A trust often serves as the centerpiece of a comprehensive estate plan. A properly funded trust protects the privacy of your estate and ensures that assets in the trust avoid probate. Typically, a trust will hold all or the majority of your assets.
Upon your incapacity or death, you will need a successor trustee to manage the trust assets. The successor trustee even may continue to manage the trust for younger beneficiaries after your death. Naming successor trustees can be a difficult and important decision, so you should consult with your legal advisor. Below are factors to consider when selecting a trustee:
Experience. Experience administering a trust is helpful, but not necessary. Instead, focus on an individual’s experience with the types of assets they will manage as trustee. If your trust includes real estate or business interests, a trustee unfamiliar with those types of assets may struggle to learn on the job.
Availability. Trust administration can be labor intensive and time consuming. Make sure the person you choose will be available to properly administer the trust.
Personality. The personal aspects of trust administration are just as important as the technical aspects. A trustee will often have broad discretion with regard to distributions from the trust. Also, the trust may have multiple beneficiaries, which may lead to conflicts. If conflict is likely, select a trustee with solid dispute resolution skills to keep the peace.
Relationship to Beneficiaries. Before you select a relative, be sure to consider the relationship between the trustee and the beneficiaries. Trustees may often have to make difficult decisions with respect to the beneficiaries, such as whether to assist a beneficiary with a large purchase or investment. If the trustee and beneficiaries have close relationships, this may cause strain. A trustee should be able to say “no” when it is in a beneficiary’s best interest.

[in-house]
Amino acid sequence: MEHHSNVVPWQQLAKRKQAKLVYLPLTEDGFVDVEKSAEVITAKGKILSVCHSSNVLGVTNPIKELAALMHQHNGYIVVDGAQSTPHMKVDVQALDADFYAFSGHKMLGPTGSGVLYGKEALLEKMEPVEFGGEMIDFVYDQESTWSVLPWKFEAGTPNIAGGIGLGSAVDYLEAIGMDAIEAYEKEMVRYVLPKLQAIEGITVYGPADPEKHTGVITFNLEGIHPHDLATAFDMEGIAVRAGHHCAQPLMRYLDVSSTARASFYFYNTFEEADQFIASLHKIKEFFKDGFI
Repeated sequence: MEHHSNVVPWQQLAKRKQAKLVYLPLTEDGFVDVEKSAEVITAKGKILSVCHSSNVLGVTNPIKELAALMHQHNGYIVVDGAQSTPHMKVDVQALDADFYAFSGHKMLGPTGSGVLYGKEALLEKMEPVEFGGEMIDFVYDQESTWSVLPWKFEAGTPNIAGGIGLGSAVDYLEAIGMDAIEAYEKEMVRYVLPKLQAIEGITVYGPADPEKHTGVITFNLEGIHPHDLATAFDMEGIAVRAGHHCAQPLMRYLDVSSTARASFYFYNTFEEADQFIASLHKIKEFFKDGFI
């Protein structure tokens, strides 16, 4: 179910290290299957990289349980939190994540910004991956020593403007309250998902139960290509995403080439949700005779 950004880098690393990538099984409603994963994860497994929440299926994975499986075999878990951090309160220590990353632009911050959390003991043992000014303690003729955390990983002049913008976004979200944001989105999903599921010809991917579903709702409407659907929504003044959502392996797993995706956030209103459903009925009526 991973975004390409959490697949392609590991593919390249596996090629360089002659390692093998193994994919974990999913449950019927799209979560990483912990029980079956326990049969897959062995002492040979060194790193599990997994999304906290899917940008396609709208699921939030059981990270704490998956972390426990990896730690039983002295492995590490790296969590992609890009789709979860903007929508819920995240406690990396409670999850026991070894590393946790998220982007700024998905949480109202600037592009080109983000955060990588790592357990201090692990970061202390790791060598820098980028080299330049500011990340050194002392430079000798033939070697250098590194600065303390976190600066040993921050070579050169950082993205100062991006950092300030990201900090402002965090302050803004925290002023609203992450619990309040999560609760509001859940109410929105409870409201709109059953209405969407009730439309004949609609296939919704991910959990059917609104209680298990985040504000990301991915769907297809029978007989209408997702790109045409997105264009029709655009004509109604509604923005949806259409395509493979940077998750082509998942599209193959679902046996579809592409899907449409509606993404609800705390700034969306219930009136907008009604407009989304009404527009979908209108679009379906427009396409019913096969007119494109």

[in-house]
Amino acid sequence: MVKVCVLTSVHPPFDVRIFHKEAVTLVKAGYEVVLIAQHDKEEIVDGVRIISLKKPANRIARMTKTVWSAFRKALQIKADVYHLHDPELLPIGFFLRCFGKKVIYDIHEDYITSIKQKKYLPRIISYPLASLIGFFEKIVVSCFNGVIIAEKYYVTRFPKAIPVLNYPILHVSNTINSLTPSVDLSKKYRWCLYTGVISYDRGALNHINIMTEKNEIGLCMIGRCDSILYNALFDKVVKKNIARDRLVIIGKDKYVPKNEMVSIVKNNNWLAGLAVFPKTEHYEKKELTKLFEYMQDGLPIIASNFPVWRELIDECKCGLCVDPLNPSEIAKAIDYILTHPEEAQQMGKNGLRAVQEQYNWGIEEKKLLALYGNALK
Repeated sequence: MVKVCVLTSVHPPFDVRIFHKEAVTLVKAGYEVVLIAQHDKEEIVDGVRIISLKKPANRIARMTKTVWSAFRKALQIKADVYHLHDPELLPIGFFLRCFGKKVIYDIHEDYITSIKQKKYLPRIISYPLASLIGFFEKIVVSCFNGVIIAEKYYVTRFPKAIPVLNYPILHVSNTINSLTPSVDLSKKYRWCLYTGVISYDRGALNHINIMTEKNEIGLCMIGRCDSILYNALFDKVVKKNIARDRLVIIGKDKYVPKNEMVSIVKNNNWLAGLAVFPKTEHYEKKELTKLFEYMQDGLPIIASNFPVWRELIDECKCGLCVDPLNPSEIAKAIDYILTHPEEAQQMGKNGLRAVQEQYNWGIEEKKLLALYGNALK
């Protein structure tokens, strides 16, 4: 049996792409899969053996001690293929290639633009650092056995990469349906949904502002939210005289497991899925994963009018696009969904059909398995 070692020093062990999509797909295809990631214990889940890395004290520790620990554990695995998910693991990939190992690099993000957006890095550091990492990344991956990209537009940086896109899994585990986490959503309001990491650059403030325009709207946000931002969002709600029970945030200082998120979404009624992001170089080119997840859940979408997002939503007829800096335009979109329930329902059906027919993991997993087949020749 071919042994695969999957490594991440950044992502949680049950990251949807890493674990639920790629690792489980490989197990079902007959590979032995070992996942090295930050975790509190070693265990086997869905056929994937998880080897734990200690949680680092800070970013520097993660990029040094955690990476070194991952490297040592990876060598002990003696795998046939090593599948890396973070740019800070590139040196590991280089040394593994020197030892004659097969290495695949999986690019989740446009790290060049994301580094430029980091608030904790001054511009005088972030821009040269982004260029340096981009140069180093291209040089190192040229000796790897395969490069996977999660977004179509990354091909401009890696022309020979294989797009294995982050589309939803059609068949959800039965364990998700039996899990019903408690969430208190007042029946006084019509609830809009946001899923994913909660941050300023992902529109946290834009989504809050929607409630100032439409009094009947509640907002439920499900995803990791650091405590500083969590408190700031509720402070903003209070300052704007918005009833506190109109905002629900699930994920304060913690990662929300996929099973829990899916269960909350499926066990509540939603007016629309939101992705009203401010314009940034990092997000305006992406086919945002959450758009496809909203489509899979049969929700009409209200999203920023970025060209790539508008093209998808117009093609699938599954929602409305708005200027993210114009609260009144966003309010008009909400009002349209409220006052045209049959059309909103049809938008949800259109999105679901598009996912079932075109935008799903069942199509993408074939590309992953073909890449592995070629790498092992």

What Not to Consider. Avoiding hurting someone’s feelings is one of the most common reasons for naming a trustee. However, naming a trustee who is poorly suited to the role does a disservice to the beneficiaries. If you feel that you must name a particular individual to spare their feelings, consider your options. Naming a more qualified co-trustee or a corporate co-trustee, such as out affiliated Stifel Trust Company, can help ensure the trust is managed responsibly.
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Article provided by Michael Armon, Jr., Financial Advisor, with Stifel, Nicolaus & Company, Incorporated, member SIPC and New York Stock Exchange, who can be contacted in the Coeur d’Alene office at (208) 765-7007.